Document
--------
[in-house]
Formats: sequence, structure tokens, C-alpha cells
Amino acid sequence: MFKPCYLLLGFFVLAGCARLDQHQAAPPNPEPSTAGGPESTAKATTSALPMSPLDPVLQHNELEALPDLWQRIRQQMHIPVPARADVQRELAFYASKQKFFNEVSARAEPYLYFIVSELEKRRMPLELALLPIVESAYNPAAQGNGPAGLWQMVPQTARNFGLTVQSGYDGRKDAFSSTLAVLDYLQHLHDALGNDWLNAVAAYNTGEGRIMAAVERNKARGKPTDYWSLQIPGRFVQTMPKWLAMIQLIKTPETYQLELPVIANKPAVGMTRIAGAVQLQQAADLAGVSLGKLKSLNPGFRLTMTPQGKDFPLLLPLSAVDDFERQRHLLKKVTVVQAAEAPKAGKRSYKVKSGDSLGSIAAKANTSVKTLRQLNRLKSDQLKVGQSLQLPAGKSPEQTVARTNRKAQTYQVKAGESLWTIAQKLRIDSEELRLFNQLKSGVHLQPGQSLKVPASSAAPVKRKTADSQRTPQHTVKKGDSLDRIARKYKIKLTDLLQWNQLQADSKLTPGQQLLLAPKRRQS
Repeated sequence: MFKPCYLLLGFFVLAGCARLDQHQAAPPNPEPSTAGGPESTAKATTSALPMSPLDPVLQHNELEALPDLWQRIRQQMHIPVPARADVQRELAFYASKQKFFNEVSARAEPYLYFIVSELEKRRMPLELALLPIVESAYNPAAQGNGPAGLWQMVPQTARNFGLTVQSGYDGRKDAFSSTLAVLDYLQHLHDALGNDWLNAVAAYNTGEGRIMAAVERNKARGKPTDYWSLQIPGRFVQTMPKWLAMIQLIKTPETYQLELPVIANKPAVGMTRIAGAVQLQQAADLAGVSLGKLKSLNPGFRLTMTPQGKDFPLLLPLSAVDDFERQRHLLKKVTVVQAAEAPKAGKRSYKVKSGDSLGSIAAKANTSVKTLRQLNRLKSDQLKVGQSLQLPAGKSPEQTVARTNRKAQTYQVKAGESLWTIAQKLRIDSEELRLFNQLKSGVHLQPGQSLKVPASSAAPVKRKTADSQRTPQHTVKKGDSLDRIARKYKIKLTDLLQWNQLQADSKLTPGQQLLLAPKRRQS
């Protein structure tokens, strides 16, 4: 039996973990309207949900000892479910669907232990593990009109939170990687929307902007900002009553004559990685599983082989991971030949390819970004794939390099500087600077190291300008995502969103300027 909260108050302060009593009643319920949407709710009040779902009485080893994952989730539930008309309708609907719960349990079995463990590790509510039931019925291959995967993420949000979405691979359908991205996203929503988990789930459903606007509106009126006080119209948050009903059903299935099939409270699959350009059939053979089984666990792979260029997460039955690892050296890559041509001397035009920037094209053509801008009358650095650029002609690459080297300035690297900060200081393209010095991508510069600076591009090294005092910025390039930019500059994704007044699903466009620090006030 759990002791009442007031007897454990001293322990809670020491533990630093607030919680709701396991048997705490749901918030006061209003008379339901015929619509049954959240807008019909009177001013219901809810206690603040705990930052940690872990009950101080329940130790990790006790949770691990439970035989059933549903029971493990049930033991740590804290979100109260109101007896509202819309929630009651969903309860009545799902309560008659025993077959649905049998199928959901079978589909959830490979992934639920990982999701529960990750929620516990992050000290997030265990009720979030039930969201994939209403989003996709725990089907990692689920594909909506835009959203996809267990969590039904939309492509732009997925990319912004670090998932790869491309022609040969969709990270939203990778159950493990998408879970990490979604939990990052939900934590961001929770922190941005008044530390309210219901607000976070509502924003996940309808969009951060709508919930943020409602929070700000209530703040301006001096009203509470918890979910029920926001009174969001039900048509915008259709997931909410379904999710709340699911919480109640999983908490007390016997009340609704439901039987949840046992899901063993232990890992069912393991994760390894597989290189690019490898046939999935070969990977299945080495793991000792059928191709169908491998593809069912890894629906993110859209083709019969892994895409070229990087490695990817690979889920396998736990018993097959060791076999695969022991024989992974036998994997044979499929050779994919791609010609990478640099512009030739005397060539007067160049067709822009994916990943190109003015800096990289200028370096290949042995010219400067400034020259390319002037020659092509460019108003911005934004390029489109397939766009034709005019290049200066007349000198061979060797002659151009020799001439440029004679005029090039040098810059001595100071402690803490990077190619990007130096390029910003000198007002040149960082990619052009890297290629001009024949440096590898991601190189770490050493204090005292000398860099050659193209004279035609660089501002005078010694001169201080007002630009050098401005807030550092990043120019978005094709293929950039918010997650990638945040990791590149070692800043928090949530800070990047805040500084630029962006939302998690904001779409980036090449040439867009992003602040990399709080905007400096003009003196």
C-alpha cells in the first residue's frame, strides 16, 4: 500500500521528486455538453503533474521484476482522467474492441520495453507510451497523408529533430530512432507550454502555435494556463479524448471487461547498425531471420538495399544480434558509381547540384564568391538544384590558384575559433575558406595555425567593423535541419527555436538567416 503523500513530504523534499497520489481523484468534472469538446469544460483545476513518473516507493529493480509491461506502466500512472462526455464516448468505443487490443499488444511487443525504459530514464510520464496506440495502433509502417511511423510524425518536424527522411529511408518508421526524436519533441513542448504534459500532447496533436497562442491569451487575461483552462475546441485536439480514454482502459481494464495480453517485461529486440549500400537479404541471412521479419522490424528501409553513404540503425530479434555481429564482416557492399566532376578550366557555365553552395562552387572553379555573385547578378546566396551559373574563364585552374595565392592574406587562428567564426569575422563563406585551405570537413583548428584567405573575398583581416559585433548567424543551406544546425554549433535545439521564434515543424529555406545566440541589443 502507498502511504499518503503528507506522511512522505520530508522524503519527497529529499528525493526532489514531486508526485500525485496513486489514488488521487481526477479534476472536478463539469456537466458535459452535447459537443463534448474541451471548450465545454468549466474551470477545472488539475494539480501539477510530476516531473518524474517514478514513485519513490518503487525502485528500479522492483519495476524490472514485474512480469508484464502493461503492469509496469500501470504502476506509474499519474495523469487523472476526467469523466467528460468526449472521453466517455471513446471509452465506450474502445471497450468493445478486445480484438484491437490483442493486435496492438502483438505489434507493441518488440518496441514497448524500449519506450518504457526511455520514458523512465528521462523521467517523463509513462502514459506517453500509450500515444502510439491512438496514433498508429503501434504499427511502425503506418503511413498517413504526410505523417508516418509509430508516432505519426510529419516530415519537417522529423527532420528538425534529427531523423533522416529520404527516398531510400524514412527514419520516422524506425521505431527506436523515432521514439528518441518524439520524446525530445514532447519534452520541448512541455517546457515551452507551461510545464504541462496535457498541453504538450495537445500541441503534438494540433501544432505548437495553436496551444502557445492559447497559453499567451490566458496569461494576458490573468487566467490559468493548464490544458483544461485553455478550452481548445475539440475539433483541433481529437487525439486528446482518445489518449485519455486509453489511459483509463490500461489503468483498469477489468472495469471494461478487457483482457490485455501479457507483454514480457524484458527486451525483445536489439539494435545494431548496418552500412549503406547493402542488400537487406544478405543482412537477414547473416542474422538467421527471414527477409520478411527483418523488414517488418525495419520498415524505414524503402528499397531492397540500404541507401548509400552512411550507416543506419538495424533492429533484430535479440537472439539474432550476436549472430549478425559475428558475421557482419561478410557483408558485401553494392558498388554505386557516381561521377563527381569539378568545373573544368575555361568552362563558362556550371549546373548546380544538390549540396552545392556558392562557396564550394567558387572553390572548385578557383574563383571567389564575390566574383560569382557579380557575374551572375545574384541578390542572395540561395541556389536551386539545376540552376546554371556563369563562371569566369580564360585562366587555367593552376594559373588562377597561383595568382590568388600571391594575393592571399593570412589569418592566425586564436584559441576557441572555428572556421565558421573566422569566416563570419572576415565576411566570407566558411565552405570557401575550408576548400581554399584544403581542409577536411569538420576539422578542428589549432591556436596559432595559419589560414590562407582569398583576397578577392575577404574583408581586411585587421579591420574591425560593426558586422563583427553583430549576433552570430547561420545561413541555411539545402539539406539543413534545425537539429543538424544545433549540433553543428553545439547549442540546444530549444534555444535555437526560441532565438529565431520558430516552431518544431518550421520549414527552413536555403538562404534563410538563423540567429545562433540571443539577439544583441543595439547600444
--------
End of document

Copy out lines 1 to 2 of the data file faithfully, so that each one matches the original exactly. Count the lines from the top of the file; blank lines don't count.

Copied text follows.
[in-house]
Formats: sequence, structure tokens, C-alpha cells